President Donald Trump’s waffling over the $900 billion Covid relief package, which he has yet to sign, is leaving his fellow Republicans in Georgia in a tough spot as they fight to maintain control of the US Senate.
GOP Sens. David Perdue and Kelly Loeffler — who are running as Trump loyalists — have touted the bill, which they both voted for. Perdue launched ads the morning after the bill was passed telling Georgians that he “delivered” billions of dollars in Covid relief and direct checks to those in need, which his Democratic opponent, Jon Ossoff, is now calling to be taken down since Trump has not signed the legislation.
Instead, Trump continues to complain about the bill, creating uncertainty for the 12 million Americans on the verge of losing unemployment benefits. Perdue and Loeffler have yet to say if they agree with the President, who’s called for direct payments of $2,000, rather than the $600 in the bill.
Perdue has not even responded to the President’s call for increased checks, despite repeated inquiries to his campaign and official office. Now Ossoff is attempting to pressure the senator to take a stand. On Saturday, Ossoff’s campaign sent a letter to Atlanta TV stations calling on them to take down Perdue’s ad touting the passage of the relief bill. The Ossoff campaign argued that Perdue claiming he “delivered relief” was “indisputably false” since Trump hasn’t signed the legislation. The Democrat said he supported the bill, but even before Trump’s call for an increase to $2,000 payments, he called the $600 figure a “joke.”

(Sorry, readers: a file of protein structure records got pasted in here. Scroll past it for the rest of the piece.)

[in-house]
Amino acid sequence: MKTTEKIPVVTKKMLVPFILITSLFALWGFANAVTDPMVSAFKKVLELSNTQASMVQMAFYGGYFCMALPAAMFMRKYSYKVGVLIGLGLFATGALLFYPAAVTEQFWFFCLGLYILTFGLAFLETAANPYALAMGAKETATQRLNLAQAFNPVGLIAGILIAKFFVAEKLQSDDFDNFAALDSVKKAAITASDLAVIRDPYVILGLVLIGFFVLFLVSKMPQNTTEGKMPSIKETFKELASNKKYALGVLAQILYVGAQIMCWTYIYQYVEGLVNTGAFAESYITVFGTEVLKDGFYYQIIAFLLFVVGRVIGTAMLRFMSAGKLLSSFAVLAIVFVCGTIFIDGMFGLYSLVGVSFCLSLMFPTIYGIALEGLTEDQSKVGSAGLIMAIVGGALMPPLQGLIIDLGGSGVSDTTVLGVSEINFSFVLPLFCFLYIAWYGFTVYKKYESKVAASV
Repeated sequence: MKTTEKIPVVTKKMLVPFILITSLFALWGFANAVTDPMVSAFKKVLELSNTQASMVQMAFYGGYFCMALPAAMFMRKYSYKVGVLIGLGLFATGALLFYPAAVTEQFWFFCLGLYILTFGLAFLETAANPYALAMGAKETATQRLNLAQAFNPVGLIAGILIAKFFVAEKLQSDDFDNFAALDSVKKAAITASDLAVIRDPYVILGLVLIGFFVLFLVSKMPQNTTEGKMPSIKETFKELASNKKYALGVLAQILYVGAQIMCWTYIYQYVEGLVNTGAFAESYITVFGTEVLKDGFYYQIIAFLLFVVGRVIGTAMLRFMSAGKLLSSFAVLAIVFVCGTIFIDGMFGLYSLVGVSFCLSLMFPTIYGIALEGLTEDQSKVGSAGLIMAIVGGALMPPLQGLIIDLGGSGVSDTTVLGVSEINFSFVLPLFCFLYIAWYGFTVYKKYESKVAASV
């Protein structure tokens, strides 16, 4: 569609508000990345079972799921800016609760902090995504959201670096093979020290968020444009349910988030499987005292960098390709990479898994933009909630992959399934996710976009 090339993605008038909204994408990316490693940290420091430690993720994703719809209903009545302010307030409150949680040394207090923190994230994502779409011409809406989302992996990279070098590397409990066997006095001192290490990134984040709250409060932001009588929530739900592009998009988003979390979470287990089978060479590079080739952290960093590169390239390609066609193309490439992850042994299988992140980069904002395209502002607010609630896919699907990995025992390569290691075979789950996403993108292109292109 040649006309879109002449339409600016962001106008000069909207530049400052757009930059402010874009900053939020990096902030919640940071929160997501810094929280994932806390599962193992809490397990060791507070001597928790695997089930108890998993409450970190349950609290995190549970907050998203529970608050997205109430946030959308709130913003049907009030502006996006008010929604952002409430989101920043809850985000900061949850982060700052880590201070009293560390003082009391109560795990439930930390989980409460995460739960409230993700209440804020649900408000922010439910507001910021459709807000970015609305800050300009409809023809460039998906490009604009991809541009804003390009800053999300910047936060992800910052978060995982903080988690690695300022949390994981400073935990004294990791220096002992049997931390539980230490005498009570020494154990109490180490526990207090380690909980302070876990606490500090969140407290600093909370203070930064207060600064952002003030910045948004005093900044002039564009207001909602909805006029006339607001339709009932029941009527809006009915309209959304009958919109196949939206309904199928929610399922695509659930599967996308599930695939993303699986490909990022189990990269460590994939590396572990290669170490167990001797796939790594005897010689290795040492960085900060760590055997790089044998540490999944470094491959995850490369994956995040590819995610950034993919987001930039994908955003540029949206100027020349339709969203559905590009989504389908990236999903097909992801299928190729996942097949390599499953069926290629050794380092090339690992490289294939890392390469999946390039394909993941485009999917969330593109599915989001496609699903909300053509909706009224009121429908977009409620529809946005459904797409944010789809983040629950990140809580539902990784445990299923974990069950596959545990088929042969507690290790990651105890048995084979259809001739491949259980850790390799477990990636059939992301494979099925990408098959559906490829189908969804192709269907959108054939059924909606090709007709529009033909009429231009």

The Perdue campaign did not respond to CNN’s inquiries about the status of their ad on Saturday and they once again ignored questions about where the senator stands on Trump’s calls for changes to the bill.
At a news conference on Wednesday, Loeffler said she would be open to the idea of bigger checks but argued that other parts of the package would have to be cut in order to accommodate the expense.
“I certainly support redirecting any wasteful spending to be very targeted at families and businesses who have been impacted by this virus through no fault of their own,” Loeffler said.
Trump’s mixed signals on the relief bill are just one example of how his erratic behavior during the waning days of his presidency is interrupting the careful messaging Republicans are trying to craft as they fight to hold onto these two seats and retain control of the majority in the US Senate.
Trump last week vetoed the National Defense Authorization Act, which was legislation Loeffler and Perdue both supported, setting up the first possible veto override of his presidency. Trump also continues to undermine the voting system in Georgia and relentlessly attack the Republican leaders who administered the November election in the state, which he lost to President-elect Joe Biden. His rhetoric has left the GOP in the difficult spot of begging his supporters to come out and vote in the two runoffs on January 5, while at the same time entertaining his baseless claims that the voting system there is rife with fraud.